Just to keep our members in the loop that Fed OSHA is looking at their safety standards and this can effect Cal OSHA’s Regulations down the line. So please revisit your Trenching and Excavation Policies and programs and make sure they are being enforced and adhered to in the field.
Excavation and trenching are among the most hazardous construction operations. The Occupational Safety and Health Administration’s (OSHA) Excavation standards, 29 Code of Federal Regulations (CFR) Part 1926, Subpart P, contain requirements for excavation and trenching operations.
OSHA’s Agency Priority Goal for 2018 aims to reduce trenching and excavation hazards. According to the Bureau of Labor Statistics, excavation and trench-related fatalities in 2016 were nearly double the average of the previous five years.
Primary Hazard is Collapse
The primary hazard of trenching and excavation is employee injury from collapse. Soil analysis is important in order to determine appropriate sloping, benching, and shoring.
Additional hazards include:
- Working with heavy machinery;
- Manual handling of materials;
- Working in proximity to traffic;
- Electrical hazards from overhead and underground power lines; and
- Underground utilities, such as natural gas.
OSHA also supported the National Utility Contractors Association’s (NUCA) 2018 Trench Safety Stand Down that ran in June. OSHA further updated online resources on trench safety, and is working with other industry associations and public utility companies to create an effective public-private effort to save lives.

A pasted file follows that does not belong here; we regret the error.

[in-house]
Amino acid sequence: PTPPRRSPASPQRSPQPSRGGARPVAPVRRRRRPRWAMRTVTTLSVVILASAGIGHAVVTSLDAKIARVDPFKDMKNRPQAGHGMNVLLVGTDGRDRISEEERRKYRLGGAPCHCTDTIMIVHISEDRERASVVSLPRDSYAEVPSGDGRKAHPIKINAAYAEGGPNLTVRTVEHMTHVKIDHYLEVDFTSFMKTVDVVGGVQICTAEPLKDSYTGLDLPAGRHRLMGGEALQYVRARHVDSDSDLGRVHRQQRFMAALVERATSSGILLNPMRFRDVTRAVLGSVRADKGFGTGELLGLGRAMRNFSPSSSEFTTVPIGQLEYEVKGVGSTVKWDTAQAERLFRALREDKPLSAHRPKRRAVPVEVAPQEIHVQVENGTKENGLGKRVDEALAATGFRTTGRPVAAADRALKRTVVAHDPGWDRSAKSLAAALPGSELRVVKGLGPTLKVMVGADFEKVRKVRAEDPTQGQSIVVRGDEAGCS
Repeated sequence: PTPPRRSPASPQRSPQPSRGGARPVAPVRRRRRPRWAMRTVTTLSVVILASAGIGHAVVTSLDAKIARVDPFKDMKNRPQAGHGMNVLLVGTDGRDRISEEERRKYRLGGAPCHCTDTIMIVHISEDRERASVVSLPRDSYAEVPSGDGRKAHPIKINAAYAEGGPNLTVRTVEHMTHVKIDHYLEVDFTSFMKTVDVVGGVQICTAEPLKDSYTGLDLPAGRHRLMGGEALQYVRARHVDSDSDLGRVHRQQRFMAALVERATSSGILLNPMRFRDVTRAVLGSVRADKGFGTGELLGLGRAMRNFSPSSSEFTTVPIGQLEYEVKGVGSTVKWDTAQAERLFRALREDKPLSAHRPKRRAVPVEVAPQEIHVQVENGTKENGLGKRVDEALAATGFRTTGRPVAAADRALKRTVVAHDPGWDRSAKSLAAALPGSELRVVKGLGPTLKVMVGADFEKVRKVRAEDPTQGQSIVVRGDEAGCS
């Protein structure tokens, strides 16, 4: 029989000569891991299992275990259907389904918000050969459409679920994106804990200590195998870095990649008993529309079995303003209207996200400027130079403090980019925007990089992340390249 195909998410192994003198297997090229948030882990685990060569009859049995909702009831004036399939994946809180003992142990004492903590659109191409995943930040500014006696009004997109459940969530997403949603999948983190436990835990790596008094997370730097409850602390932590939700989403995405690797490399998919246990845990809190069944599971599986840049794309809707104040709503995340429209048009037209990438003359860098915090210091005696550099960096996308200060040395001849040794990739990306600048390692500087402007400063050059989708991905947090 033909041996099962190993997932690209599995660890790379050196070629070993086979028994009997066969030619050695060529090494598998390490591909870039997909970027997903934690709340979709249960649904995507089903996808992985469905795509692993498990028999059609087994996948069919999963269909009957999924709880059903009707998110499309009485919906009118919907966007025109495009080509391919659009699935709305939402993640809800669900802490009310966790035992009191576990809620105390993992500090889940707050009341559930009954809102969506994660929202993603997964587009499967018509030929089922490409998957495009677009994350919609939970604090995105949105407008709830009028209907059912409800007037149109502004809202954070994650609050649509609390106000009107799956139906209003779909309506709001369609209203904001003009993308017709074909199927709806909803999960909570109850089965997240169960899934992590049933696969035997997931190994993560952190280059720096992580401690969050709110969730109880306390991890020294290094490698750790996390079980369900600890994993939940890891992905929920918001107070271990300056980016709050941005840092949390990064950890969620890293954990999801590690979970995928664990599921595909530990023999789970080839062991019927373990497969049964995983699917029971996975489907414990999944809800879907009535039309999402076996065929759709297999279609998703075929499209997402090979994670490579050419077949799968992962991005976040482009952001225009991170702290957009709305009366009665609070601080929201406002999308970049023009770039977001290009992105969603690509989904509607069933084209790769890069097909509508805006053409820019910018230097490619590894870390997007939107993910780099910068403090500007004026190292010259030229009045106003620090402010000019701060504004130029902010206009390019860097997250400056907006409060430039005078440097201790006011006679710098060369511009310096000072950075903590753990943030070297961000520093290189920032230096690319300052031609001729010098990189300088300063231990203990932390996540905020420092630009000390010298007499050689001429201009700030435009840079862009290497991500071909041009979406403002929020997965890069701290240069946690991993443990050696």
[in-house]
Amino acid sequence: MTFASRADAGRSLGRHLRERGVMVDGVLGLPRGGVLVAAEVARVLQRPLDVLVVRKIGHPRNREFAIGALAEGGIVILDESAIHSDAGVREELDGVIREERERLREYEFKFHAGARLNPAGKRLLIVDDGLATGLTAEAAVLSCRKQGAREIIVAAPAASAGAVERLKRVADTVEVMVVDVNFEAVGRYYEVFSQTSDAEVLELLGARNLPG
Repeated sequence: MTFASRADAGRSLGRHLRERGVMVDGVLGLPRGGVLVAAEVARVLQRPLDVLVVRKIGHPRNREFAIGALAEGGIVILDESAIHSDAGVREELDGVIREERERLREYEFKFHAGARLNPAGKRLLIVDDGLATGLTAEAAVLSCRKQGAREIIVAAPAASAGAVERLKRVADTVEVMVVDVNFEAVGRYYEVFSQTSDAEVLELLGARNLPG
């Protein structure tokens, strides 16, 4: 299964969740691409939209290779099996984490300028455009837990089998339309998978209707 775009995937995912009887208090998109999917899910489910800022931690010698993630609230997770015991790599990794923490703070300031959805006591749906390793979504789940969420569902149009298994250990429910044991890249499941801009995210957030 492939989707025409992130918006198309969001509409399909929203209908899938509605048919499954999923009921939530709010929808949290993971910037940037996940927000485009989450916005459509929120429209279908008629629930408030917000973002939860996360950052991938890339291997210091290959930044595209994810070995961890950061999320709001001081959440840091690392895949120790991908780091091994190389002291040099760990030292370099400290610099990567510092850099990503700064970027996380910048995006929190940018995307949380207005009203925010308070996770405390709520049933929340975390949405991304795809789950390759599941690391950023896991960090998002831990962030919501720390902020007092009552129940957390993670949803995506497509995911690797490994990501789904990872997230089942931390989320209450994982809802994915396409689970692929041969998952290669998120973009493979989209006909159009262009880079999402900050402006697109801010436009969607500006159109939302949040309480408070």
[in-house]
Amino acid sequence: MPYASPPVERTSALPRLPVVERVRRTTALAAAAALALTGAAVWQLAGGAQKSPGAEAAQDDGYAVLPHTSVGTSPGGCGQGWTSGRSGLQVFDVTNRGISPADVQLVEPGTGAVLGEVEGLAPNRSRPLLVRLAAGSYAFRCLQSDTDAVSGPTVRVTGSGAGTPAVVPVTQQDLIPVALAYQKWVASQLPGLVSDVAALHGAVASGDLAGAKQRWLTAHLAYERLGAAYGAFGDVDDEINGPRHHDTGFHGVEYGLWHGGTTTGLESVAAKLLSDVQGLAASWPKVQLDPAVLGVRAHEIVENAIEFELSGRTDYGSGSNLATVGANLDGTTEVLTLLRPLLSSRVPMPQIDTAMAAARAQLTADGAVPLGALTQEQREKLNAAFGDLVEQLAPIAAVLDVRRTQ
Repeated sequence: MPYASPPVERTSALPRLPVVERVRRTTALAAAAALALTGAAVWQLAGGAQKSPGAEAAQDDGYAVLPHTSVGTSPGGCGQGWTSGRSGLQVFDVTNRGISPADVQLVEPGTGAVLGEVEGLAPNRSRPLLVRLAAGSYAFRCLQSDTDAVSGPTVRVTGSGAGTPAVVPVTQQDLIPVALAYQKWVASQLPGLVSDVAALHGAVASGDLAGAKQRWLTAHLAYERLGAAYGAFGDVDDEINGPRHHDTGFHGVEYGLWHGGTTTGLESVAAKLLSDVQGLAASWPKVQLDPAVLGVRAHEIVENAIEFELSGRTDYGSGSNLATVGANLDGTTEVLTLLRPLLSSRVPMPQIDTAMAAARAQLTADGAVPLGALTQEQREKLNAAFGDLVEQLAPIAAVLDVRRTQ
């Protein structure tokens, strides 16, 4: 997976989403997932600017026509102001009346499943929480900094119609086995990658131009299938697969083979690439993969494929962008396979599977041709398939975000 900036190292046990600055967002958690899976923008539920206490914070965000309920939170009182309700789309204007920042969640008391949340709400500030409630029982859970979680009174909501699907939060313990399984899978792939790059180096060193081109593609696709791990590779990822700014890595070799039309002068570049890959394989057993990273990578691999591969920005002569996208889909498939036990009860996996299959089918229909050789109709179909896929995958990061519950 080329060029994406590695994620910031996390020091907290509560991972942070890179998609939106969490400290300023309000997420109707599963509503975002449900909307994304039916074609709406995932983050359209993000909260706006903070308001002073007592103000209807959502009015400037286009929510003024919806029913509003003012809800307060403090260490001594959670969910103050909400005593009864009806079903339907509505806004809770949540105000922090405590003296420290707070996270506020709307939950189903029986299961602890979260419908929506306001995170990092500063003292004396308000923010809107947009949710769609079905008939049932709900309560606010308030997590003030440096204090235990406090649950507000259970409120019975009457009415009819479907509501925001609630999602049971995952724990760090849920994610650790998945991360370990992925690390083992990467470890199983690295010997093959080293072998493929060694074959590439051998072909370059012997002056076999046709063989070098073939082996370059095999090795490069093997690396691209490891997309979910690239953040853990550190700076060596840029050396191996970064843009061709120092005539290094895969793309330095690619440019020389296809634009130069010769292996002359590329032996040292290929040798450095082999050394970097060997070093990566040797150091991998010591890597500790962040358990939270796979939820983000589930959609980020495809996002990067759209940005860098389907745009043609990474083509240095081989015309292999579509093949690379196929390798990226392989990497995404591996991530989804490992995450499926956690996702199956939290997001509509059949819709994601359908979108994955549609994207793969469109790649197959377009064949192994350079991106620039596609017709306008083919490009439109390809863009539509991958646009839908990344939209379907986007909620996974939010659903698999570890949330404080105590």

During NUCA’s Trench Safety Stand Down project companies conducted a Trench Safety Stand Down by taking a break to have a toolbox talk or another safety activity to draw attention to the specific hazards related to working in and around trenches/excavations.
Upon completion of the program NUCAcollected data and planned to publicize the overall total number of participants, and publish the names of the companies that held a Trench Safety Stand Down.
NUCA’s goal was to reach out to the many workers who work in and around trenches and excavations to provide them with information about current excavation requirements and safety procedures for working in trenches.
By reaching as many workers as possible their hope is to reduce the number of fatalities and serious injuries that occur each year in the industry, and make others, such as municipal and industry workers who are also exposed, aware of these serious hazards.
The project was open to anyone who wanted to prevent trenching and excavation hazards in the workplace. NUCA encouraged utility construction, residential, highway construction, plumbers, military, unions, associations, educational institutes, and safety equipment manufacturers to participate . Visit www.nuca.com for more information.
OSHA’s trenching and excavation national emphasis program is also currently under revision.
By Colin Fluxman, OSHA News